We're on track to become net zero by 2025

Kingston Maurward College in Dorset has switched to renewable energy to heats its buildings. Principal Luke Rake explains how

Kingston Maurward is a further education college in Dorset with a focus on land and environmental education, including agriculture, animal sciences and conservation management. We are fully immersed in nature as an organisation and sponsor a highly popular Studio School for 11 to 16-year-olds on our site, where students follow the National Curriculum while also working towards industry-specific technical qualifications through real world work experience.

In 2020, the college committed to attempting to become carbon net zero by 2025, well in advance of national and local government targets. We strongly felt we needed to be proactive in tackling climate change, and that we couldn’t simply wait for things to happen.

Helpfully, the college does have land to develop new ideas, but our infrastructure is mostly off-grid, with the only mains facility being electrical supply. The estate comprises 90 buildings – all of which utilised oil or LPG for heating, including historic buildings and listed parkland. This meant further challenges for both planning and retrofit.

Following a baseline assessment of total carbon usage on the estate (c1000T/yr) the college contracted consultants ReEnergise as specialist brokers and support to facilitate not only a Salix PSDS bid, but also the subsequent implementation of our plans. Together, the estate team and ReEnergise developed a carbon reduction strategy and business case analysis for biomass and heat pump solutions with a range of funding options.

ReEnergise then supported the college’s application to Salix, with a step-by-step risk reduction process (including technical confirmation and project definition, detailed design and tendering for installation contractors). The tendering process reduced costs for the college from £2.4m to £1.6m with a final project delivering an extensive ground source heat pump district heating network, alongside air source heat pump technology for smaller and residential buildings on site.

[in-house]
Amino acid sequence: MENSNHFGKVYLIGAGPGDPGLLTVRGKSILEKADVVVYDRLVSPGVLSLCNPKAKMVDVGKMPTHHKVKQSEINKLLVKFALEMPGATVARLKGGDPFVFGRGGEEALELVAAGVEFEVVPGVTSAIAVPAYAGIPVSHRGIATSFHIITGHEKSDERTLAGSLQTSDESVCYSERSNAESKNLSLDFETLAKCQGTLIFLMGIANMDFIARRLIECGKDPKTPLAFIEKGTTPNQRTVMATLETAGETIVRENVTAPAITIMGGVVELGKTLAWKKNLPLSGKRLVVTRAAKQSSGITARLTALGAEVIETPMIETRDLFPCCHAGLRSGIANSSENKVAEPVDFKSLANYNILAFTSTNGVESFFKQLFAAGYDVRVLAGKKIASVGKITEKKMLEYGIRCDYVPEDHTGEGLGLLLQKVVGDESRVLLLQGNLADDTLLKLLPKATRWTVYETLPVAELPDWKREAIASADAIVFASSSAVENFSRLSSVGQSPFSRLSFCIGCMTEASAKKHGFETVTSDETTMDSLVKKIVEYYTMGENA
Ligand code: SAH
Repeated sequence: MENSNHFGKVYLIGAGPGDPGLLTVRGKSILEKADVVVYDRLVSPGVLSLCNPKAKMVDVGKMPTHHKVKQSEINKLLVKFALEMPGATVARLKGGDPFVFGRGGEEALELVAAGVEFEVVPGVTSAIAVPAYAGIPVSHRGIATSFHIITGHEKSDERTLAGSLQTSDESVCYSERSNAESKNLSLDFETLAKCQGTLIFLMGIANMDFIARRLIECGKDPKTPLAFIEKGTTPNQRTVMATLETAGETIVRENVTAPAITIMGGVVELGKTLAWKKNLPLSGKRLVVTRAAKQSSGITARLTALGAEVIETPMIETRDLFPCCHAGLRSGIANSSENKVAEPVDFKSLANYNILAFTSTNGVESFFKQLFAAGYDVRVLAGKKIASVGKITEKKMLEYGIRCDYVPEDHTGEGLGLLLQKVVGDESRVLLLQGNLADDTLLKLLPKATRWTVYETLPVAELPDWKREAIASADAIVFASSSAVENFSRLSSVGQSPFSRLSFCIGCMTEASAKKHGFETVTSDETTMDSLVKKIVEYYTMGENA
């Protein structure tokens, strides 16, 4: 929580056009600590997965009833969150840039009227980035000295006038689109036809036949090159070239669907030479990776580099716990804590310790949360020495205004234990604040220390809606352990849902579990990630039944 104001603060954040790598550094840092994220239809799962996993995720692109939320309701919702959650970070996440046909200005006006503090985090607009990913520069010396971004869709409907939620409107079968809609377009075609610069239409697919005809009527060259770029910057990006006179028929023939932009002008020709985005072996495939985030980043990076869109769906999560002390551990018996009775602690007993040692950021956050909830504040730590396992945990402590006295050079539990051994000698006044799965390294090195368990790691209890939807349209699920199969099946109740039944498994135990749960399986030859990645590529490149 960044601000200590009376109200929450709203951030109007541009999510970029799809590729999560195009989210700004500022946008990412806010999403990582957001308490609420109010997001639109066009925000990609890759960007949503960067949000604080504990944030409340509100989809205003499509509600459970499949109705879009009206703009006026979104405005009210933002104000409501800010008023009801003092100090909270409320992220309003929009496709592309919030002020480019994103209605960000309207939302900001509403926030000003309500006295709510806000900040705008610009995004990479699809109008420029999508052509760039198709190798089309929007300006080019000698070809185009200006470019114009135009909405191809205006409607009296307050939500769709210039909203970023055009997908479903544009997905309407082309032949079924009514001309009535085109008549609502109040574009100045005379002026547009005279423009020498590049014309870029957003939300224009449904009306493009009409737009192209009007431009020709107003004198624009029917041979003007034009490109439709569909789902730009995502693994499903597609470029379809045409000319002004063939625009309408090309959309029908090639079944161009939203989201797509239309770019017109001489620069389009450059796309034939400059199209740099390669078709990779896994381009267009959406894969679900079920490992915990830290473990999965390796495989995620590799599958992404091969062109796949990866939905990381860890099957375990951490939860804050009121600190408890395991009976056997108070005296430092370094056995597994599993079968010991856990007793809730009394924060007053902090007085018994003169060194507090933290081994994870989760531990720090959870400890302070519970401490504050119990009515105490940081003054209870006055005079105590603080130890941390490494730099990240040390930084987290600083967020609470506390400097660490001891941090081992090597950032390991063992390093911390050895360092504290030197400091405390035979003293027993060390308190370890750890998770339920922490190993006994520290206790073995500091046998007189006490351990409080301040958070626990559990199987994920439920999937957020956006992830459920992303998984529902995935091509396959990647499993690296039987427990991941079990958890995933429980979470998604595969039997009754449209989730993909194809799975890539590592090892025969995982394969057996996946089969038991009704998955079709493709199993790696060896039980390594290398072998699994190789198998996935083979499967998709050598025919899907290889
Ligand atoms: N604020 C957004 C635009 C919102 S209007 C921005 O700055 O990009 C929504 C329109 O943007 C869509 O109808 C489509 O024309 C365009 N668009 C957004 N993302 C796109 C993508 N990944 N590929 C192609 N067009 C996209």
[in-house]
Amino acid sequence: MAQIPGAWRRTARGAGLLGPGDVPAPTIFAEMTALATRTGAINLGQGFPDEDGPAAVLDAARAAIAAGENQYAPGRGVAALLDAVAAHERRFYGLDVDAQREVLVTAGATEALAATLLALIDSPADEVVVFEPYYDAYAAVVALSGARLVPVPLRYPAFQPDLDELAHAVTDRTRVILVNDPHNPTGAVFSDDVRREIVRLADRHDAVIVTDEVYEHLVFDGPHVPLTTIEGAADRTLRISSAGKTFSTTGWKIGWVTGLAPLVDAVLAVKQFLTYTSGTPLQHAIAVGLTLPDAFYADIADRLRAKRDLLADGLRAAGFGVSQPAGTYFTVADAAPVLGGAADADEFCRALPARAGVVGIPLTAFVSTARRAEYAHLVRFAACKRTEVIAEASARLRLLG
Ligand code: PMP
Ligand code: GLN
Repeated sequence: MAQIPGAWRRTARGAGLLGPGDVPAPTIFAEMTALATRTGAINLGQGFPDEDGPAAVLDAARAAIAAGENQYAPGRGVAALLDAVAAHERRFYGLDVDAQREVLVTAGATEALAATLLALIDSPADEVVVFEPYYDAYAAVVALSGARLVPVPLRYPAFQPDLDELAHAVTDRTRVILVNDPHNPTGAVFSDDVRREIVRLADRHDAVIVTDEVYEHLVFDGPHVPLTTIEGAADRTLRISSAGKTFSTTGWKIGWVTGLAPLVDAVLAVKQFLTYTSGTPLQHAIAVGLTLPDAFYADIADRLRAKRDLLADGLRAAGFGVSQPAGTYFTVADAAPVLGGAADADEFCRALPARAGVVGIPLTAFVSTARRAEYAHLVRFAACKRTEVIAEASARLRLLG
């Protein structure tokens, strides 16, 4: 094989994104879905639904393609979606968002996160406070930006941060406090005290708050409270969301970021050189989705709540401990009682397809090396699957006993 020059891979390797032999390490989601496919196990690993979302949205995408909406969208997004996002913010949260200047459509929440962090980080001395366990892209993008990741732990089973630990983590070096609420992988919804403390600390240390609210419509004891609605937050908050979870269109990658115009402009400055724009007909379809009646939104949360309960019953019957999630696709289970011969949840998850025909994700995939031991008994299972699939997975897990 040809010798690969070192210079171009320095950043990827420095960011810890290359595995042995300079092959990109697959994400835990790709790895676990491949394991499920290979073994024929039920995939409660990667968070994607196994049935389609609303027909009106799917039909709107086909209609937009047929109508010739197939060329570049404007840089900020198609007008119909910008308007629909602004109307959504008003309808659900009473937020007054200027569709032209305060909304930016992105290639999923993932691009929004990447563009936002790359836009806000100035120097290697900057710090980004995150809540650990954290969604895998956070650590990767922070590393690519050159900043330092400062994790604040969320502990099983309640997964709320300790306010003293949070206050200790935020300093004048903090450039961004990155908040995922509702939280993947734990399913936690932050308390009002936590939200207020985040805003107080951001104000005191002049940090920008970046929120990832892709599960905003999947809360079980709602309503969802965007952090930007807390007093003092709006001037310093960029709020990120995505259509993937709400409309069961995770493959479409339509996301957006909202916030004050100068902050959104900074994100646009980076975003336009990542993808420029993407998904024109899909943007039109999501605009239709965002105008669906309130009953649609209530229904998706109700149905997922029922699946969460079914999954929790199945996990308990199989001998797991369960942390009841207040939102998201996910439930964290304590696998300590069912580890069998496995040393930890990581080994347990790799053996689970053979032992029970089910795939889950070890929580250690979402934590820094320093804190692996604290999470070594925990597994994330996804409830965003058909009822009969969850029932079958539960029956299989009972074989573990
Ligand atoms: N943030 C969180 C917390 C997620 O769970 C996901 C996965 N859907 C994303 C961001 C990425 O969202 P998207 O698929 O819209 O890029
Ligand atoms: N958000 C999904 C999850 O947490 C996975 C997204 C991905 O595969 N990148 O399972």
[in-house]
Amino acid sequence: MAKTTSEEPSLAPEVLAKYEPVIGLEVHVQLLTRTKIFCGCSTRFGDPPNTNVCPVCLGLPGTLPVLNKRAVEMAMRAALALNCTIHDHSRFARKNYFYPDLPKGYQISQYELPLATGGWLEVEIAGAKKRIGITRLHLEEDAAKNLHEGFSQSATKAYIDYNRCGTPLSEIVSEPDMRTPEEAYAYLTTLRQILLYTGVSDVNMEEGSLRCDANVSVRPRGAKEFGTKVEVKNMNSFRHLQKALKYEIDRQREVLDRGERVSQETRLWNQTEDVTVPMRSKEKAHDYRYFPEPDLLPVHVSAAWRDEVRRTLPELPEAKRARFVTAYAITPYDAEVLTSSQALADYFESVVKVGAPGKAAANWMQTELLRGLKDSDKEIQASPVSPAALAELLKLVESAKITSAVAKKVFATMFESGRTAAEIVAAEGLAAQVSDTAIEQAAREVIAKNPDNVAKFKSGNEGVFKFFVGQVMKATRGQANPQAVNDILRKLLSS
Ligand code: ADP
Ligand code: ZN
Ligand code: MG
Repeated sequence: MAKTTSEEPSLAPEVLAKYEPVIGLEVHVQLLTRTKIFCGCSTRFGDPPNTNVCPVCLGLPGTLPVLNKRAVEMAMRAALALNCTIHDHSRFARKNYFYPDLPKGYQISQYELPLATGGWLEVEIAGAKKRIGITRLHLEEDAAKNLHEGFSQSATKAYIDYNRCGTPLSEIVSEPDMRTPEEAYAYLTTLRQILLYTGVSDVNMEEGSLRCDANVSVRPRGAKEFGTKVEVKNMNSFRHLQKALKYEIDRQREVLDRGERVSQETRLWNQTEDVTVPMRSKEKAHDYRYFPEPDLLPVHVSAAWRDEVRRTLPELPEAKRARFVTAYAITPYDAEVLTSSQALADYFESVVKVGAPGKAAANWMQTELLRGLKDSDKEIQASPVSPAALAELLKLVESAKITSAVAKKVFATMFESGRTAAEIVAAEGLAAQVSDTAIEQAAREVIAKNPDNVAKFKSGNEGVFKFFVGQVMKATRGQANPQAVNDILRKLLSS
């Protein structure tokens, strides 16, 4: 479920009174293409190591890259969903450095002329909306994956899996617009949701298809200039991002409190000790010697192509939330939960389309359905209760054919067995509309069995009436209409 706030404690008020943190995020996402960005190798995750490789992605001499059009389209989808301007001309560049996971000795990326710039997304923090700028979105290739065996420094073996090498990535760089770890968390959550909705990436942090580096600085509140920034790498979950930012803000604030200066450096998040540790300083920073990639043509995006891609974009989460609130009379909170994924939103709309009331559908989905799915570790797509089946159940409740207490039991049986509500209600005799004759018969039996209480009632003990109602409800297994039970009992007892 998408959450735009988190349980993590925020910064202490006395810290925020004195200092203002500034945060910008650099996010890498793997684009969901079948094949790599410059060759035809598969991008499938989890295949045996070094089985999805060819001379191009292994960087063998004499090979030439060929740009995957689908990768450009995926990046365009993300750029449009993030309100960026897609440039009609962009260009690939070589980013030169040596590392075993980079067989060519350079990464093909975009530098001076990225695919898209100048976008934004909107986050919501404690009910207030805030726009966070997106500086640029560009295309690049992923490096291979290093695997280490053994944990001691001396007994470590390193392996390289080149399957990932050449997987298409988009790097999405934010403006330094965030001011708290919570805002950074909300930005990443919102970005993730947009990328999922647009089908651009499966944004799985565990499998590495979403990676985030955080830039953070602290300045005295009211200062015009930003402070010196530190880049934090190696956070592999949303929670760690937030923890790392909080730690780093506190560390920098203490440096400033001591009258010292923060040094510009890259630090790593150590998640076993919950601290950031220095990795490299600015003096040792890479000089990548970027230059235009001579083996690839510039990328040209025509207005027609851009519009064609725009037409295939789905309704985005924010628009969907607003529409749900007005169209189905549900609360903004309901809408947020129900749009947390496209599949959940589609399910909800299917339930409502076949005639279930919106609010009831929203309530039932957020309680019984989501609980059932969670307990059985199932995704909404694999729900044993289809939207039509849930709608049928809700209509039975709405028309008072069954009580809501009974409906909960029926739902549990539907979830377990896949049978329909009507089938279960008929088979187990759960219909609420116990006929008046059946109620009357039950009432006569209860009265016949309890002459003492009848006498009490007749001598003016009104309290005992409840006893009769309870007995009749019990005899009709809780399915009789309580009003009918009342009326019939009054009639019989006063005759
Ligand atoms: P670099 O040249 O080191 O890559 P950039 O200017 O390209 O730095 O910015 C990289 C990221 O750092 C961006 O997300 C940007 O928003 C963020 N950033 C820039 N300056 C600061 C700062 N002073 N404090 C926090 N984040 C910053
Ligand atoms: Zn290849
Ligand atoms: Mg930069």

In total, we received just over £2 million in PSDS funding. This then enabled local action and funding drawdown of some £300,000 from Dorset Council’s Low Carbon Scheme. The synergy between the needs of the authority and the college meant that this single project could realise as much carbon reduction as all other low-carbon projects in Dorset.

The all-round political benefits certainly helped with our funding application success. More importantly for us, it showed how collaborative working, where everyone is after a ‘win’, enables some really outstanding outcomes in a short space of time. Even though we have a highly sensitive estate, we have managed to not only gain a successful planning outcome, but also delivered a highly complex project in a short space of time.

Groundworks started in January 2022 and the project is now complete, with buildings drawing entirely renewable heating rather than burning oil. Our 72 boreholes, with a combined depth of 10km, alongside 25km of piping and new pump house, are all fully functional. The heat brought from below the ground is already being used in glasshouses to facilitate horticultural study too.

At this stage, everything has been working normally and both heating of buildings and water has been effective, with the GSHP system producing 63° Celsius from the ground alone, as designed. More challenging has been the retrofit to existing galvanised plumbing systems. Switching on and off the water pressure has resulted in an ongoing challenge to regularly clean filters from residues that precipitate during these works. This will decline over time so for now, things are looking good.

In terms of ongoing costs, we will save around £100,000 in a calendar year on oil, as well as the obvious carbon reduction benefits, but this comes with a corresponding electricity usage increase. Given what is occurring with electricity prices, this is currently an unknown additional cost. However, we feel that government interventions will be required on this regardless, given that even renewable electrical costs are tied to gas prices.

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